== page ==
I remember spending hours styling that wig and trying to master eye makeup. Some nights I looked like Mrs. Doubtfire, others like Milton Berle. Nevertheless, with practice and patience came progress. Slowly in the mirror she began to stare back at me, not a 15-year-old girl, but more a young woman. Like the ones who caught the bus in the morning on Milwaukee Avenue, going downtown to work in the offices. I lost myself in the dream of someday joining them. No wonder I had no idea what I wanted to do with my life. I didn’t want to be an engineer, accountant or fireman. I wanted to be a woman!

My parents and Aunt were due back Friday evening. My idea was to wake up early and act as if I was one of those young professional women that I admired and envied so. What was it like to wake up and get ready for work like they did?

I woke early, showered, did my makeup and then hair. After that I put on my dress, I still remember how wonderful it felt as it fell down around me. I primped then added jewelry. After that selected a purse. As I preened in the mirror, I saw that I had come a long way in the two weeks.

It was about 7 AM and the neighborhood was slowing coming to life, dogs barked in the distance, and delivery trucks roared by on Milwaukee Avenue. I walked over to the door, opened it and stepped out. A stylish handbag in the crook of my arm and a pair of white gloves held delicately in the other. For a few seconds I experienced pure joy, and then at the stop sign on the corner I saw it: a 1968 Dodge Coronet. My parents! I turned inside and raced for my room. Nothing was ever said. Camp was over.

My Camp Avondale surely was beneficial and came at impressionable time in my life. I learned how to dress completely as a woman. Yet instead of feeling joy and hope in light of myself discovery, I went home that summer feeling shame, disgrace and filled with anxiety and confusion. There was nobody to ask for help. If I did I would be branded “sick” and a “pervert.”

Today, we are seeing that change and programs like Camp Aranutiq are helping lead. Nowadays schools are starting to assimilate transgender students and counselors are being trained to understand and help students.

We are seeing transgender homecoming queens and prom queens. Transgender college students are given support and medical benefits. Still far from perfect, today transgender youth have options.

Remember that you are part of a community and share a common core of experiences with your sisters and brothers. Take pride in who you are and what you have been a part of until now. Support the fight for transgender rights anyway you can.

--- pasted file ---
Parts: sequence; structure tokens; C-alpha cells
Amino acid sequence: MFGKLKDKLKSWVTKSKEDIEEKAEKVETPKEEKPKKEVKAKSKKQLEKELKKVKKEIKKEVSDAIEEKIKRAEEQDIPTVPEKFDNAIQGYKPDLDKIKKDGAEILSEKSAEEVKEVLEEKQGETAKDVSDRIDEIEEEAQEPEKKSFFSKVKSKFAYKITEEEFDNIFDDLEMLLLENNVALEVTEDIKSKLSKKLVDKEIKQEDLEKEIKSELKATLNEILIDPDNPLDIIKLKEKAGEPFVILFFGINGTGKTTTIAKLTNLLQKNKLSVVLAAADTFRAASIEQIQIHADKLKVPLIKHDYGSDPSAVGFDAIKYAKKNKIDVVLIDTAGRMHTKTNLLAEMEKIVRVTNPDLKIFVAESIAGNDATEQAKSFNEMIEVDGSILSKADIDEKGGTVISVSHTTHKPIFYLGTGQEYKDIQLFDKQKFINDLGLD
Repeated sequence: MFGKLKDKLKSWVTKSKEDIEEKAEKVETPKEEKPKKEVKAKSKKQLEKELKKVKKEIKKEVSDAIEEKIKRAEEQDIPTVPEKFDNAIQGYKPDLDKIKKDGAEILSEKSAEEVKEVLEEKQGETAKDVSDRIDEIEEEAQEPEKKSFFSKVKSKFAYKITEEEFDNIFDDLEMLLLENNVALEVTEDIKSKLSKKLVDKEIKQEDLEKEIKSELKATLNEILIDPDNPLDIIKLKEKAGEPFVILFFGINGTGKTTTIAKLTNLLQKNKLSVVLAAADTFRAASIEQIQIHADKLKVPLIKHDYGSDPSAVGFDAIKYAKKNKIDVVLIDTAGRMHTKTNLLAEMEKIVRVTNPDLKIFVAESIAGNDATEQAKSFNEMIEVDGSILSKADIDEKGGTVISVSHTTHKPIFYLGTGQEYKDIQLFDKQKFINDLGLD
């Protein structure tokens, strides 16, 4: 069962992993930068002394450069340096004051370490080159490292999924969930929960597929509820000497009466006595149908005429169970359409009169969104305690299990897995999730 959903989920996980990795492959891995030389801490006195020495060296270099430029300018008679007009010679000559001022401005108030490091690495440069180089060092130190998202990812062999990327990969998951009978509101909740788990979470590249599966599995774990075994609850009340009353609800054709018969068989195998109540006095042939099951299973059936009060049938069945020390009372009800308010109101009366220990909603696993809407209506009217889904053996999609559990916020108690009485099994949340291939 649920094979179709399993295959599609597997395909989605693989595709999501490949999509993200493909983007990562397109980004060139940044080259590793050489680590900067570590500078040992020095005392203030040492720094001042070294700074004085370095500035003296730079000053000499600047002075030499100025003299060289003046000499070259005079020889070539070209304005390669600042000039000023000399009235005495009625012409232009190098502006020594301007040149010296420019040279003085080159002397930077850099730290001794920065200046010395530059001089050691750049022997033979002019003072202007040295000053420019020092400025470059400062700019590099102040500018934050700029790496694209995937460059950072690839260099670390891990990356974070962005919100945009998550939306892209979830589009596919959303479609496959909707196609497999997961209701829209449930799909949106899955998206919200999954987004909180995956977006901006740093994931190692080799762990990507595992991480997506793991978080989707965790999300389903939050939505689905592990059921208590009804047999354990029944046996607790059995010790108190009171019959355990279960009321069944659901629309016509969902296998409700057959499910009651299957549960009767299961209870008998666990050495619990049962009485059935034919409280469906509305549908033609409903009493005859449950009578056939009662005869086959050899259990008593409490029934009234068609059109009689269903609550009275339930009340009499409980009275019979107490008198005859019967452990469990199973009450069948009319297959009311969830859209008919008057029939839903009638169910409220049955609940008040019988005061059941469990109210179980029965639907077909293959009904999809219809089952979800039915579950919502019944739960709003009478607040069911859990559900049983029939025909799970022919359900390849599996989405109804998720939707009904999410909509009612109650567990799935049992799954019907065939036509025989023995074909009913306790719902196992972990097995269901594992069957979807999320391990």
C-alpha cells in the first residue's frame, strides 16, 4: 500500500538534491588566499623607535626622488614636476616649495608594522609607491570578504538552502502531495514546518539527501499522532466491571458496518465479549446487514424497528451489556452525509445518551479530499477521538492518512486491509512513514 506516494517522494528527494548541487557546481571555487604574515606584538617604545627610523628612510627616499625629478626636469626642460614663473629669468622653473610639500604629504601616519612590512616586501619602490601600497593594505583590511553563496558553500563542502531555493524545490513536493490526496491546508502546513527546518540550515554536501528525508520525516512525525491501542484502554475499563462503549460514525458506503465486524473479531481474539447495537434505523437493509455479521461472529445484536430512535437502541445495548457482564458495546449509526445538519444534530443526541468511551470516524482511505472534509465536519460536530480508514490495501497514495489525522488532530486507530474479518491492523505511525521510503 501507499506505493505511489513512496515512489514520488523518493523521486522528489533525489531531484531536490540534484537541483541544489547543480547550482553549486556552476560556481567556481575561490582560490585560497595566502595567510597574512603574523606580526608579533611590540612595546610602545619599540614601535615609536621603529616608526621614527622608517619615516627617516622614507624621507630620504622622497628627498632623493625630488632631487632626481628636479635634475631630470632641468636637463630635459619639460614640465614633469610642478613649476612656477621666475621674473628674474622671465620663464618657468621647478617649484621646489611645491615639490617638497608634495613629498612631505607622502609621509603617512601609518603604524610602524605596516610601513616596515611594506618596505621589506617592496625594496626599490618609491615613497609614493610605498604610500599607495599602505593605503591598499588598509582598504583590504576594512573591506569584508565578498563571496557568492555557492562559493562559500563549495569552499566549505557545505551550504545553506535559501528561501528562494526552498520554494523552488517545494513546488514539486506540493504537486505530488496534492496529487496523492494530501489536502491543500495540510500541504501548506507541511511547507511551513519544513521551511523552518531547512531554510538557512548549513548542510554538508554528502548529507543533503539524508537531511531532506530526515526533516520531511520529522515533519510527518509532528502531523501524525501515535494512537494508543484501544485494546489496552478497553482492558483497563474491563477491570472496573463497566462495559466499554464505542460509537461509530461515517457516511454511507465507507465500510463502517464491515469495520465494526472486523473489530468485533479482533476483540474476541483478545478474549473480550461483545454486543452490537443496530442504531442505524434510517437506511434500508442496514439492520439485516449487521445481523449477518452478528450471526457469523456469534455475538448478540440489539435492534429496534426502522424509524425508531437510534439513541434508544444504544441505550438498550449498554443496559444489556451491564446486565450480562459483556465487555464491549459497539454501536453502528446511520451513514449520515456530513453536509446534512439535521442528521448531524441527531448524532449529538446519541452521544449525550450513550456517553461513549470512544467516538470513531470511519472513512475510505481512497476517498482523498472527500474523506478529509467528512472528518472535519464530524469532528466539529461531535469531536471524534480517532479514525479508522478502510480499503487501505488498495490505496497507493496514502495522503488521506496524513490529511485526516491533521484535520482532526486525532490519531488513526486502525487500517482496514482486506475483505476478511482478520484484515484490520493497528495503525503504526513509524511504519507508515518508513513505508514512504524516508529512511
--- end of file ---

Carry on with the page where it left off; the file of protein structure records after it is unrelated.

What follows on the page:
Gradually people are being educated and feelings are changing. No longer will transgender people have to feel the ridicule, guilt, shame and have to struggle as many of us did searching for answers all alone with a borrowed prom dress in our Aunt’s basement.





Source: MyHabit

Wearing Tahari.






The late great Robin Williams femulating Barbra Streisand in the 1993 film Mrs. Doubtfire.

Tuesday, August 26, 2014

My Ticket

IMG_1904_crop After attending the StampShow, I drove to the Pond House Cafe, a restaurant in the middle of Hartford’s Elizabeth Park to dine with my friend Diana. Diana arrived at 5 PM sharp and we dined outdoors on the restaurant’s patio.

There is not a lot to say about dinner. The meal and the dinner conversation were great, the restaurant staff used the proper pronouns, called us “ladies” and seemed genuinely glad to have us as customers.

There were only a few other diners and they did not seem to notice us, except for one. Midway through our meal, a couple, probably in their late 60s, were seated opposite us; the woman had her back to me, but her dinner partner (I assumed it was her husband) was facing me and almost every time I looked his way, he was looking at me. His facial expression showed neither approval or disapproval, but he was studying me intently; so much so that I thought about going over to him and asking him if we knew each other. I was certain that I did not know him, but maybe he knew me or thought he did or something else was going on. (I think something else was going on, but I don't know what.)

After dinner, I drove across town to Real Art Ways for their monthly Creative Cocktail Hour. “Real Art Ways is one of the United States' leading innovative contemporary arts organizations, with programs in Visual Arts (commissioned public projects, curated exhibitions, education), Live Arts (innovative music of all kinds, performance, spoken word) and Film and Video (feature films and artists' videos)”

Real Art Ways is a very cool venue and has openly welcomed transgender folks for over a decade. Over the years I have attended about 20 of their Creative Cocktail Hours. It attracts a very eclectic crowd and is always an interesting evening.

Thursday’s installment was like old home week. In addition to Diana, three other girls from my old support group showed up and we had a good time talking about the old times as well as the new times.